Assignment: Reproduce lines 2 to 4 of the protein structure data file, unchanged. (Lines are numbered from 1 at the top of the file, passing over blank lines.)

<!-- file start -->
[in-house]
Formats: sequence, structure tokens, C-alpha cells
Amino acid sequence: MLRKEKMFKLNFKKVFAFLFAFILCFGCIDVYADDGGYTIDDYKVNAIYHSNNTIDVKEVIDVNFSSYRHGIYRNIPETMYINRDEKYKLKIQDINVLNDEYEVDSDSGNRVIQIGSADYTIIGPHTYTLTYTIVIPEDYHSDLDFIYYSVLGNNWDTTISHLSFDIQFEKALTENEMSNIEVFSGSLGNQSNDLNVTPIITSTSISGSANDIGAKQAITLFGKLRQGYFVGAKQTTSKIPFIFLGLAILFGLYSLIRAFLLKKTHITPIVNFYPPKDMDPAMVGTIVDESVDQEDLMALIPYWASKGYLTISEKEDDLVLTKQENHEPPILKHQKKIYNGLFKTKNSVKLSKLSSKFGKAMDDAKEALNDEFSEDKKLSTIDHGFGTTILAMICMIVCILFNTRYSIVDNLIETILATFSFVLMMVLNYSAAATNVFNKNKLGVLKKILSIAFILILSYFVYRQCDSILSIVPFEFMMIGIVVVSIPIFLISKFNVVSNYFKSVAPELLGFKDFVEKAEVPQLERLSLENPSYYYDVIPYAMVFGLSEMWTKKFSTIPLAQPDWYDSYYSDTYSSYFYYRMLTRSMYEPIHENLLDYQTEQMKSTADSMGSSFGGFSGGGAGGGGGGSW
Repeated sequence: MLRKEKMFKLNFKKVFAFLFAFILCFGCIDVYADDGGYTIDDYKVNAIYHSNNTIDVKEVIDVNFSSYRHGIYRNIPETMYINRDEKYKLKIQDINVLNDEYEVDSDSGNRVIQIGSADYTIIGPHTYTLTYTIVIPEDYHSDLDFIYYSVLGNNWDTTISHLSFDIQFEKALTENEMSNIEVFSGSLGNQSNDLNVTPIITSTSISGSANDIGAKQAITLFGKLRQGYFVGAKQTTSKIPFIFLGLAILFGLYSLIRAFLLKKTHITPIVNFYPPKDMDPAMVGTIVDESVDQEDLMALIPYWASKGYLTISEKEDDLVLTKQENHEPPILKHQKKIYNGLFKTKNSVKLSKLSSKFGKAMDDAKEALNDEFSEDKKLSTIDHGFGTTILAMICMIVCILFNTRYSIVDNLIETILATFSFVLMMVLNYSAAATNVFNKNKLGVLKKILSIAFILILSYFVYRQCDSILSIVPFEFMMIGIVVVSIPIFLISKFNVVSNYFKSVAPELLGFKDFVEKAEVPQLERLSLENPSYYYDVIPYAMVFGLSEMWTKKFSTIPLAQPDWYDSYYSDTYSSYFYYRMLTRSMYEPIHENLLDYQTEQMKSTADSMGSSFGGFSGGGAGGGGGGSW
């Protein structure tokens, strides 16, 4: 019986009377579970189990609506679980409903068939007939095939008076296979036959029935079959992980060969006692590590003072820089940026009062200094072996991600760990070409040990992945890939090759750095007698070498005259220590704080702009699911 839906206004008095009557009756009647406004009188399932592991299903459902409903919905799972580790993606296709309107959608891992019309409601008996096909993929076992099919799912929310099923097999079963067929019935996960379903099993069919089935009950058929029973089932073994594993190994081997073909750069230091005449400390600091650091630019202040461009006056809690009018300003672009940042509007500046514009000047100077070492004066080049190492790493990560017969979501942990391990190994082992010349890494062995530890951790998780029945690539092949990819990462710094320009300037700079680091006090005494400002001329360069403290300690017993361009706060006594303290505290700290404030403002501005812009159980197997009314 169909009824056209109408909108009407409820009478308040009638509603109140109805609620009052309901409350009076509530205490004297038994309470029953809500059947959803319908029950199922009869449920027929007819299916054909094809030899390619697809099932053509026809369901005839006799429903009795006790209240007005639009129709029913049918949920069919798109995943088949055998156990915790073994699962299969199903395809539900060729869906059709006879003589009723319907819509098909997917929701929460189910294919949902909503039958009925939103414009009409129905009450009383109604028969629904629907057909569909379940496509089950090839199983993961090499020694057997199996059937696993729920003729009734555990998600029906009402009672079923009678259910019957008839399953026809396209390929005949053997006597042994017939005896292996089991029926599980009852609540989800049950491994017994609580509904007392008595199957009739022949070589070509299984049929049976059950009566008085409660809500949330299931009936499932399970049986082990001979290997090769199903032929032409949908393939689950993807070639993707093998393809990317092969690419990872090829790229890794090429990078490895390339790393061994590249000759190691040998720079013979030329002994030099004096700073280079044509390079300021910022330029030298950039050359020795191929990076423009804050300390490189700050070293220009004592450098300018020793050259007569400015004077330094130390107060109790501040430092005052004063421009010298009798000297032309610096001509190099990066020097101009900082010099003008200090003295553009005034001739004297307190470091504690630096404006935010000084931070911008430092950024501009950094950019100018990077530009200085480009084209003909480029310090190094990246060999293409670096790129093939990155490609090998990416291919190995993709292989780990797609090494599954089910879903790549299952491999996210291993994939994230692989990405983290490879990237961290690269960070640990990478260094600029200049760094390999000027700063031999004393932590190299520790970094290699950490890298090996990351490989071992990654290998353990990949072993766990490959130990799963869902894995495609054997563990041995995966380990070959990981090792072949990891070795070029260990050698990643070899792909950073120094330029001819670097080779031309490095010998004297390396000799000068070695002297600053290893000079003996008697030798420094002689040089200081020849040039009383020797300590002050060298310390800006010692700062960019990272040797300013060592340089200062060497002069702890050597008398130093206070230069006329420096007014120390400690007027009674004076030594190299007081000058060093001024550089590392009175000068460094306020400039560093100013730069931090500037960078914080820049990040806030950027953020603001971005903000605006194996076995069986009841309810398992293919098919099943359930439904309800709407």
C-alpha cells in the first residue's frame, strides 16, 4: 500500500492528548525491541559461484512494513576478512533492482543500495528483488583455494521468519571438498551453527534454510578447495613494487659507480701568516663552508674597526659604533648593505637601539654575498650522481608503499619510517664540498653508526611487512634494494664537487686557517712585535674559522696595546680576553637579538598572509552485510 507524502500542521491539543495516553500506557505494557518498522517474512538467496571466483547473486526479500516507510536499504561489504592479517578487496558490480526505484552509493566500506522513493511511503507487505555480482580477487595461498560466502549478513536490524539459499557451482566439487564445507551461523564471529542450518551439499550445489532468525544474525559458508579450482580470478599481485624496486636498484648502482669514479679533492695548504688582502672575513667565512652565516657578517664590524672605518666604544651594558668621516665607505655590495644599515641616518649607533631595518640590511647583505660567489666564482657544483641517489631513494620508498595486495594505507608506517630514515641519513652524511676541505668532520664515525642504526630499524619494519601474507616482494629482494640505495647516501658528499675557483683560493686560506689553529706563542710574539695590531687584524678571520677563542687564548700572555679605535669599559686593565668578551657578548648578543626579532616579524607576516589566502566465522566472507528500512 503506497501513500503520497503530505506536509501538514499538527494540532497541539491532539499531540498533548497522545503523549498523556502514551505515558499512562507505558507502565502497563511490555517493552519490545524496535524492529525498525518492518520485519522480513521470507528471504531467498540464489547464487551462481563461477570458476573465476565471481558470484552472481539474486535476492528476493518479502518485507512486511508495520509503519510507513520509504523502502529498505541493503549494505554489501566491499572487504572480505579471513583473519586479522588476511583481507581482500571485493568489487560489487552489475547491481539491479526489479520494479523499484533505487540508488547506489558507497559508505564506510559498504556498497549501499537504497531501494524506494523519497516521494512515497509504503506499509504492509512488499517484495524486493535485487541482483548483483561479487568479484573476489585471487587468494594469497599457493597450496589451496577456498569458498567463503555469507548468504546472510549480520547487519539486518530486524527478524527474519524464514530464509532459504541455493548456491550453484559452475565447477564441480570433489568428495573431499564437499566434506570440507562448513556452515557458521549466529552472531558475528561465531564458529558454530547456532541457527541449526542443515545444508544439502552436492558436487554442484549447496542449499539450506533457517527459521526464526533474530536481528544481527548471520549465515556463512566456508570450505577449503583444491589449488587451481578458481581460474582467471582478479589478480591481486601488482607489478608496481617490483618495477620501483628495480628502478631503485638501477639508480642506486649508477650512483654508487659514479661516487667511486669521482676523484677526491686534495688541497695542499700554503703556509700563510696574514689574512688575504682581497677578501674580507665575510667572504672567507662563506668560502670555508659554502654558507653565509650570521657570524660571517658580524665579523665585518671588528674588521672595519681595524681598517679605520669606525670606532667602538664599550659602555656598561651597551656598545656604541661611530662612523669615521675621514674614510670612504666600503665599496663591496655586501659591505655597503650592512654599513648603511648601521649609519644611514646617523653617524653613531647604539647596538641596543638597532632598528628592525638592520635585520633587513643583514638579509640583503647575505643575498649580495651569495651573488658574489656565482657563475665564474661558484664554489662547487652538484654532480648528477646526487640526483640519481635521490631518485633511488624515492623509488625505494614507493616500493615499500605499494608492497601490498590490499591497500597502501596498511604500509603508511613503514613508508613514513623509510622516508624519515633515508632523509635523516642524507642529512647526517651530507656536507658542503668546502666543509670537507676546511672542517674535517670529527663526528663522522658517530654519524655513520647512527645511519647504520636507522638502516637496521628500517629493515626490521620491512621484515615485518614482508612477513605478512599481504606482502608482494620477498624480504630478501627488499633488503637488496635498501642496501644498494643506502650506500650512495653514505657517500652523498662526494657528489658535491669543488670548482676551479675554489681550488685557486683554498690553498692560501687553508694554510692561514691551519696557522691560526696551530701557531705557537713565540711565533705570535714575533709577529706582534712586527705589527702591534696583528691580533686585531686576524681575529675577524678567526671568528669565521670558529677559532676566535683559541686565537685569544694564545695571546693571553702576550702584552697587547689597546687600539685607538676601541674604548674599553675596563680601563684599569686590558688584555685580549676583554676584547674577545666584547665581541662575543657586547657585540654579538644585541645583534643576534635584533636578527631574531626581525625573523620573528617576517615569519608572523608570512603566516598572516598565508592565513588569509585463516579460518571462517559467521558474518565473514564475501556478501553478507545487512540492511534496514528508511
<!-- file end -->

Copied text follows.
Formats: sequence, structure tokens, C-alpha cells
Amino acid sequence: MLRKEKMFKLNFKKVFAFLFAFILCFGCIDVYADDGGYTIDDYKVNAIYHSNNTIDVKEVIDVNFSSYRHGIYRNIPETMYINRDEKYKLKIQDINVLNDEYEVDSDSGNRVIQIGSADYTIIGPHTYTLTYTIVIPEDYHSDLDFIYYSVLGNNWDTTISHLSFDIQFEKALTENEMSNIEVFSGSLGNQSNDLNVTPIITSTSISGSANDIGAKQAITLFGKLRQGYFVGAKQTTSKIPFIFLGLAILFGLYSLIRAFLLKKTHITPIVNFYPPKDMDPAMVGTIVDESVDQEDLMALIPYWASKGYLTISEKEDDLVLTKQENHEPPILKHQKKIYNGLFKTKNSVKLSKLSSKFGKAMDDAKEALNDEFSEDKKLSTIDHGFGTTILAMICMIVCILFNTRYSIVDNLIETILATFSFVLMMVLNYSAAATNVFNKNKLGVLKKILSIAFILILSYFVYRQCDSILSIVPFEFMMIGIVVVSIPIFLISKFNVVSNYFKSVAPELLGFKDFVEKAEVPQLERLSLENPSYYYDVIPYAMVFGLSEMWTKKFSTIPLAQPDWYDSYYSDTYSSYFYYRMLTRSMYEPIHENLLDYQTEQMKSTADSMGSSFGGFSGGGAGGGGGGSW
Repeated sequence: MLRKEKMFKLNFKKVFAFLFAFILCFGCIDVYADDGGYTIDDYKVNAIYHSNNTIDVKEVIDVNFSSYRHGIYRNIPETMYINRDEKYKLKIQDINVLNDEYEVDSDSGNRVIQIGSADYTIIGPHTYTLTYTIVIPEDYHSDLDFIYYSVLGNNWDTTISHLSFDIQFEKALTENEMSNIEVFSGSLGNQSNDLNVTPIITSTSISGSANDIGAKQAITLFGKLRQGYFVGAKQTTSKIPFIFLGLAILFGLYSLIRAFLLKKTHITPIVNFYPPKDMDPAMVGTIVDESVDQEDLMALIPYWASKGYLTISEKEDDLVLTKQENHEPPILKHQKKIYNGLFKTKNSVKLSKLSSKFGKAMDDAKEALNDEFSEDKKLSTIDHGFGTTILAMICMIVCILFNTRYSIVDNLIETILATFSFVLMMVLNYSAAATNVFNKNKLGVLKKILSIAFILILSYFVYRQCDSILSIVPFEFMMIGIVVVSIPIFLISKFNVVSNYFKSVAPELLGFKDFVEKAEVPQLERLSLENPSYYYDVIPYAMVFGLSEMWTKKFSTIPLAQPDWYDSYYSDTYSSYFYYRMLTRSMYEPIHENLLDYQTEQMKSTADSMGSSFGGFSGGGAGGGGGGSW